The 14 Premier League clubs not involved in the new European Super League have "unanimously and vigorously" rejected plans for the breakaway competition, Sky Sports understands.
The Premier League met without Arsenal, Chelsea, Liverpool, Manchester City, Manchester United and Tottenham to discuss the newly-announced competition at a virtual meeting on Tuesday.
The two-and-a-half-hour meeting, chaired by Premier League CEO Richard Masters, explored ways to collectively respond to the proposals.
A Premier League statement read: "The Premier League, alongside The FA, met with clubs today to discuss the immediate implications of the Super League proposal."
"The 14 clubs at the meeting unanimously and vigorously rejected the plans for the competition. The Premier League is considering all actions available to prevent it from progressing, as well as holding those Shareholders involved to account under its rules."
"The League will continue to work with key stakeholders including fan groups, Government, Uefa, The FA, EFL, PFA and LMA to protect the best interests of the game and call on those clubs involved in the proposed competition to cease their involvement immediately.
"The Premier League would like to thank supporters and all stakeholders for the support they have shown this week on this significant issue. The reaction proves just how much our open pyramid and football community means to people."
In a memo sent out to all 20 clubs before Tuesday's meeting, Masters wrote: "We do not and cannot support such a concept.
"This venture cannot be launched without English clubs and we call upon any club contemplating associating themselves or joining this venture to walk away immediately before irreparable damage is done."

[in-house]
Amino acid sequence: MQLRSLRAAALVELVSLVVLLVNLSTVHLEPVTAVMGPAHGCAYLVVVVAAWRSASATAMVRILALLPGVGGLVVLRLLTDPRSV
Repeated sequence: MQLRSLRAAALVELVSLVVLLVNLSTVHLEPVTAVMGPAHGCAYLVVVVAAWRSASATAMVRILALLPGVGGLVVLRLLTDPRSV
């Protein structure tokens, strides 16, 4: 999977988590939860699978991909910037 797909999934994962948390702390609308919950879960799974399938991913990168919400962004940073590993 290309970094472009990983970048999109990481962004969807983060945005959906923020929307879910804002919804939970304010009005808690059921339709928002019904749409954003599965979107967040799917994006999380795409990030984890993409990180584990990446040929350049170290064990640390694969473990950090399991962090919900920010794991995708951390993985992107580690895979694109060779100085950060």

On Sunday, a joint statement released by the European Super League indicated that the so-called 'Big Six' Premier League clubs will be joined in the competition by AC Milan, Atletico Madrid, Barcelona, Inter Milan, Juventus, and Real Madrid.
Three more clubs could join for the inaugural season and five others will qualify to join them each year, with the tournament due to commence "as soon as practicable".
The new format has been put forward as a rival to the Uefa Champions League, not as a replacement to domestic leagues, but there are fears it could have wider ramifications.
Uefa, in a joint statement with the FA, Premier League, La Liga, and Serie A, blasted the plans and did not rule out taking legal action over the proposals, insisting players involved would be banned from all other competitions at domestic, European or world level and could be prevented from representing their national teams.
Earlier on Tuesday, Everton strongly condemned the six Premier League clubs who have agreed to join the new European Super League.
Everton say the clubs - Arsenal, Chelsea, Liverpool, Manchester City, Manchester United and Tottenham - are behaving with "preposterous arrogance", are "tarnishing the reputation of our league and the game" and have called for the plans to be withdrawn.
Officials from Aston Villa, Brighton, Burnley, Crystal Palace, Fulham, Leeds and West Ham have also voiced their concerns and disappointment at the proposals, while Sky Sports News understands Newcastle are in opposition too.
Leicester, Sheffield United, Southampton, West Brom and Wolves have so far declined to comment.